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March 2024
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AAM Magazine
March 2024
Back to 2023 Best of the Best Awards Supplement

ASEAN: An emerging gem

Sponsored Statement

UOB Asset Management (UOBAM) is proud to have won seven prestigious awards in Asia Asset Management’s Best of the Best Awards 2023, namely Best Asset Management House in Asia (20 Years), Best Digital Wealth Management (Asia and Thailand), Best ESG Manager (Brunei and Thailand), Best Application of ESG (ASEAN) and Best Sukuk Manager (Brunei). 

Over its 37 year history, UOBAM has built a deeply-embedded presence in the Asian financial industry. Sharing his insights on the financial industry post-Covid UOBAM’s CEO Thio Boon Kiat said that on the face of it, the financial industry is back to normal with few changes. But he suggests that a closer look reveals there is “no going back” on several key developments. 

ASEAN’s stability and self-sufficiency have come to the fore, making it an attractive investment destination.

Thio attests that foreign investors have a lot of confidence in the region, with foreign direct investments or FDIs having returned to pre-pandemic levels. With 60% of its population now under 35, ASEAN’s resilience, he says “is a testament to its attractive demographics, including a large, young, and educated workforce and a large pool of middle-class, e-savvy, and ESG-conscious consumers.” This makes ASEAN an ideal location for high-tech manufacturing investments, such as semiconductors, electronics, pharmaceuticals, and electronic vehicles or EVs. In addition, a manufacturing supply chain that is increasingly intra-ASEAN, further demonstrates the region’s strength.

Partners, not competitors

Asked whether he sees China as a threat to ASEAN, he attests that they share a mutually beneficial relationship, and that rather than being competitors, they are more co-dependent, with both being major trading partners and benefactors of foreign corporates’ China+1 strategy. He highlights that UOBAM believes in the long-term and concurrent investment potential of both regions, with innovation-focused Chinese companies able to offload traditional manufacturing to ASEAN, and China itself being a large investor in ASEAN via its belt-and-road policies. 

Among ex-Singapore ASEAN economies, Thio identifies Indonesia, Thailand, and Malaysia as having compelling megatrends in its favour. With the fourth largest population in the world, Indonesia’s vast population and “bonus demography” will see productive population double the non-productive population by 2030. In addition, the government’s introduction of the Omnibus Law in an effort to regulate the financial sector, looks set to help drive job creation and public sector growth. He also cites its rich resources, with the country having the largest nickel and third largest cobalt reserves in the world. 

Thailand, meanwhile, Thio explains, is focused on developing its healthcare and EV sectors, ranking fourth in the world for global medical tourism spending, backed by policy support for medical hub manufacturing, including pharma and medical devices. It is also fast becoming the “Detroit of SE Asia” with the growth of manufacturing plants for Japanese and EV carmakers.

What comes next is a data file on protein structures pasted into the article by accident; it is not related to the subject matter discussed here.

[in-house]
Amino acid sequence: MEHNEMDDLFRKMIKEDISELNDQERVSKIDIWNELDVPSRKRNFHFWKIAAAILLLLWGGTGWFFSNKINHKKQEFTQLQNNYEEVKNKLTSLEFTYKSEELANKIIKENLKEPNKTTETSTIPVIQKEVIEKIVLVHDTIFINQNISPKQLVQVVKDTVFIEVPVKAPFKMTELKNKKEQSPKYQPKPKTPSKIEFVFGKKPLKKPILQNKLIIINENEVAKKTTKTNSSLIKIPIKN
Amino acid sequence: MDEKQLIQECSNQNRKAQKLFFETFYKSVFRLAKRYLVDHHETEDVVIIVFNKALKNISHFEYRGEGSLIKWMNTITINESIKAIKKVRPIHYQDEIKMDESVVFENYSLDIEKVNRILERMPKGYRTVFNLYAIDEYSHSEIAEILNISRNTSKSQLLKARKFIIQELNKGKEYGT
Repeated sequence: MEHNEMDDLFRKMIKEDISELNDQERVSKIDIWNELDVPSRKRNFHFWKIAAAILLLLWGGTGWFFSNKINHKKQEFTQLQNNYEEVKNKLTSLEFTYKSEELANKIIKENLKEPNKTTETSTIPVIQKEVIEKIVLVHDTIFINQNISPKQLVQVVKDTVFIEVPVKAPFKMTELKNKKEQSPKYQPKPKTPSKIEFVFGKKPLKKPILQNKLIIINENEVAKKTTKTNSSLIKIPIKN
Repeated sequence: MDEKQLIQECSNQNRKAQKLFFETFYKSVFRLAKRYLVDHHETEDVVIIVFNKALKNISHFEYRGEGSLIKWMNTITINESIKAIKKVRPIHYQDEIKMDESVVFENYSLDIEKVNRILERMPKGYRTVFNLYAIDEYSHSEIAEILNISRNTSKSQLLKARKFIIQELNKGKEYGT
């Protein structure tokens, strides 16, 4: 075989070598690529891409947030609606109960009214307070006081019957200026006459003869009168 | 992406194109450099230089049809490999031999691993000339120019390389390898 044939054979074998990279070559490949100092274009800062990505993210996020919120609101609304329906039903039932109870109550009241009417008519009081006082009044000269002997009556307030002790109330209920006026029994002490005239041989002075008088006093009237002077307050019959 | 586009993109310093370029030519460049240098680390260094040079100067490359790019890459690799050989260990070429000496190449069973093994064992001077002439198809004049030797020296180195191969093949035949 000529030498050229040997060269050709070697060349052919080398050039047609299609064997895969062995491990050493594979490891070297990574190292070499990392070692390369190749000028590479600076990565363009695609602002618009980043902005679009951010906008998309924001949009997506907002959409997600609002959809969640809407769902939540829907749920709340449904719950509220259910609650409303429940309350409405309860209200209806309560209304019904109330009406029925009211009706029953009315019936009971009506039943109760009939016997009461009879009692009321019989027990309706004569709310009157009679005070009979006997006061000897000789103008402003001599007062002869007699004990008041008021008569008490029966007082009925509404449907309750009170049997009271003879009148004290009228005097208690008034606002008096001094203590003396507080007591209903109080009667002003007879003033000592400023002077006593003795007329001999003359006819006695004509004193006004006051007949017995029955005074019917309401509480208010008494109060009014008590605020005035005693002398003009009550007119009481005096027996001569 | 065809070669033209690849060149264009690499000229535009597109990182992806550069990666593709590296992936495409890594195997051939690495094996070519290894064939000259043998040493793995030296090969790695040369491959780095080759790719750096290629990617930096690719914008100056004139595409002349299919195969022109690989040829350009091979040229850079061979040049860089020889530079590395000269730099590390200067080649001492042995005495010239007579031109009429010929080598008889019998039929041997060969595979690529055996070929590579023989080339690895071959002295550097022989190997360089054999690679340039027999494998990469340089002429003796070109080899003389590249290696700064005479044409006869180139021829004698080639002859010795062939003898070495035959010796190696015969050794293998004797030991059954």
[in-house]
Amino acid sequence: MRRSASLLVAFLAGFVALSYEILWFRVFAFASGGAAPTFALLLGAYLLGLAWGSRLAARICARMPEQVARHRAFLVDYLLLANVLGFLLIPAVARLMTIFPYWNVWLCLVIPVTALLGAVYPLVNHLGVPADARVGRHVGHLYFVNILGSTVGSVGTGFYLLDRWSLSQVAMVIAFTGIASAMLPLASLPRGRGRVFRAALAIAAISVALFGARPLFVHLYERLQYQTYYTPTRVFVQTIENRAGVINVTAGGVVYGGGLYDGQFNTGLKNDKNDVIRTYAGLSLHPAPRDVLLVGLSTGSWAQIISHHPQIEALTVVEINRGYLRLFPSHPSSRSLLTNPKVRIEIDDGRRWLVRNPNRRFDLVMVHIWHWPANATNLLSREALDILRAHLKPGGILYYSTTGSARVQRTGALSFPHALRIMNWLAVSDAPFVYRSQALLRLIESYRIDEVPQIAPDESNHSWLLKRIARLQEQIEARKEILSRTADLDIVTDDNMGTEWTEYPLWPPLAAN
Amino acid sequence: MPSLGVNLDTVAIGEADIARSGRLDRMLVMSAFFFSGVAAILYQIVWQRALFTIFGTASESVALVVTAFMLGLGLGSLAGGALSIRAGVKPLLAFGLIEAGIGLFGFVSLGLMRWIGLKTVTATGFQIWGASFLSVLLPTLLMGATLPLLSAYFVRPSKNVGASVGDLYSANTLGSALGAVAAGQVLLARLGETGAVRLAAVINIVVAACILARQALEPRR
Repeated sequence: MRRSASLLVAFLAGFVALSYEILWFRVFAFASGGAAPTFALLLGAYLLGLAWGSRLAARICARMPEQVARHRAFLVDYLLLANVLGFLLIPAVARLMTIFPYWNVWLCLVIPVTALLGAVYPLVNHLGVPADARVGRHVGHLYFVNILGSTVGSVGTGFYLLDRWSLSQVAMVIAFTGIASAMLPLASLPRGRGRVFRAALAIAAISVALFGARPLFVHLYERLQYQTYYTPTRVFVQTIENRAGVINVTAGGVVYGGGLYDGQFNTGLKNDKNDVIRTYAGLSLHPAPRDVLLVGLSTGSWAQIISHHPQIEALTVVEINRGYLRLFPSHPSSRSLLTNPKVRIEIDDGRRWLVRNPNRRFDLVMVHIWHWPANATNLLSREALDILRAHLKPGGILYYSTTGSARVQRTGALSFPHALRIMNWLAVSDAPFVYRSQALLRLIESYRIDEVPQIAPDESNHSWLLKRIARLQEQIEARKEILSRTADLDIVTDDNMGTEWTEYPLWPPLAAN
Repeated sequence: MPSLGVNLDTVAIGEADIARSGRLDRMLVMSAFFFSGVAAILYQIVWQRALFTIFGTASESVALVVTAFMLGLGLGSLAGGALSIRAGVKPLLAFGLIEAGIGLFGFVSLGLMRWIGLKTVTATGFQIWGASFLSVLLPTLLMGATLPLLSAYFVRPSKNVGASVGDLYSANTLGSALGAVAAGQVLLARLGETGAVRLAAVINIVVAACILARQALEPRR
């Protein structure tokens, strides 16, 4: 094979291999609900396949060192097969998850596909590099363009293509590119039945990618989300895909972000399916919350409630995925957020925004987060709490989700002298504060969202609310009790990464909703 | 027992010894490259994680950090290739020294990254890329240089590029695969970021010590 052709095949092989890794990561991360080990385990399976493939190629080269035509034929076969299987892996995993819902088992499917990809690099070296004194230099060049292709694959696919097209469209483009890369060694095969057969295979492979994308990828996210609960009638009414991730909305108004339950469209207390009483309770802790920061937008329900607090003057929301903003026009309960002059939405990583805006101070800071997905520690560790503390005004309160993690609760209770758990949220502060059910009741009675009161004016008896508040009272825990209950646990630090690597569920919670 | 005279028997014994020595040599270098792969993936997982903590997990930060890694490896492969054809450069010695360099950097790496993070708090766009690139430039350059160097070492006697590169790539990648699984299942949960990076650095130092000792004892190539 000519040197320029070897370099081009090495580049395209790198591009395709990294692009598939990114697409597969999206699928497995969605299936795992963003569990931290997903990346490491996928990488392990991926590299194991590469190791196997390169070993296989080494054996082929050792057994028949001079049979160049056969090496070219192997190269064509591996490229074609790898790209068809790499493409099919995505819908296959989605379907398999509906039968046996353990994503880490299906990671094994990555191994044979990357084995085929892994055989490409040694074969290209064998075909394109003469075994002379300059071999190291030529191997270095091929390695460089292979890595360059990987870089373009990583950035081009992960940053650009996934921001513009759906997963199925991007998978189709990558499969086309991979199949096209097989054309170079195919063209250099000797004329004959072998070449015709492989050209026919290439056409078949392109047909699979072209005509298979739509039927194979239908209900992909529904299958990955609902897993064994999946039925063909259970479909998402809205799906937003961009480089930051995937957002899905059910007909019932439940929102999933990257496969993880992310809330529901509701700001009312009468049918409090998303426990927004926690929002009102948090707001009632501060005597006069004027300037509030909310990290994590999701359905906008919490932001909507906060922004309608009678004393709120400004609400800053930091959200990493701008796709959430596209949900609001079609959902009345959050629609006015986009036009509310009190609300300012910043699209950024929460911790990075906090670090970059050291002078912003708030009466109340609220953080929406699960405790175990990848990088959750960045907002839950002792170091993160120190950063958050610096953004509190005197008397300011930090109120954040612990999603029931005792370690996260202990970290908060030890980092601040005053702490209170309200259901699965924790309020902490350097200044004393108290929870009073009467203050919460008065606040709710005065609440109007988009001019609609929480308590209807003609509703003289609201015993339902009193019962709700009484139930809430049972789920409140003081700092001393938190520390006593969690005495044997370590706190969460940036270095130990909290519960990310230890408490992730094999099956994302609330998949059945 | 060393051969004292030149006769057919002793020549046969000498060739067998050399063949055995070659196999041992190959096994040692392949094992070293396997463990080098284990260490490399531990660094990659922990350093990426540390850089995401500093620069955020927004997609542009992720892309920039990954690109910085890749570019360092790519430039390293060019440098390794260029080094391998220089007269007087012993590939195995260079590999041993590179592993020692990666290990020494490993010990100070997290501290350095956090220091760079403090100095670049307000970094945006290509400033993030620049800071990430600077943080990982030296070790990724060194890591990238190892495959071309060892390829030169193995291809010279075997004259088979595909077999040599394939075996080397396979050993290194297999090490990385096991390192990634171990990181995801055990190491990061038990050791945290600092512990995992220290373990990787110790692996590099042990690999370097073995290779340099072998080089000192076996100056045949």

Malaysia too is experiencing growth in tech-related manufacturing, becoming one of the primary benefactors of the supply chain shift towards ASEAN with more than 50% of ASEAN’s listed hi-tech manufacturing companies now located in the country. It is also a large recipient of FDIs for electrical and electronics, oil and gas and outsourcing activities.

Indeed, Thio believes the potential for ASEAN markets in the coming years appears promising, given that the region is under-represented in global portfolios. Currently, the region’s Equity Market Cap/GDP ratio stands at a mere 0.6x, significantly lower than developed markets (1.3-1.5x) and EM Asia (0.8-0.9x). However, ASEAN's GDP is projected to double to $8 trillion by 2030, elevating it to the position of the world’s fourth-largest economy. “There is potential for the region’s capital markets to triple by the end of the decade,” he says.

The burgeoning number of unicorn listings in the area, with a record-breaking 19 in 2021, further underscores the strong growth trajectory of ASEAN markets.

Investment strategy

Describing UOBAM’s investment strategy in relation to ASEAN markets Thio reflects on the region’s diverse macro-economic and political cycles. Recognising that global bottom-up research is often limited to larger stocks and may overlook non-disclosed information such as ESG credentials, UOBAM is leveraging its on-the-ground teams in Singapore, Malaysia, Indonesia, Thailand, Vietnam, Brunei, Taiwan and Japan, as well as China, through their joint-venture partner, Ping An Fund Management Company, to exploit existing market inefficiencies.

The firm’s ability to identify under-the-radar opportunities with growth potential in fast-expanding economies is especially potent when its research diverges from prevailing market views. 

UOBAM is also committed to applying its ESG framework, and to enhancing its effectiveness through the implementation of investment technology, and by adding Artificial Intelligence and Machine Learning (AI/ML) to its investment capabilities. Direct company engagements and the application of AI-based model portfolios are designed to support and enhance all bottom-up research. It’s a strategy that has contributed to the success of the firm's ASEAN equity fund, which has delivered excess returns of over 900 basis points per annum and superior risk-adjusted returns since its launch at the end of 2014.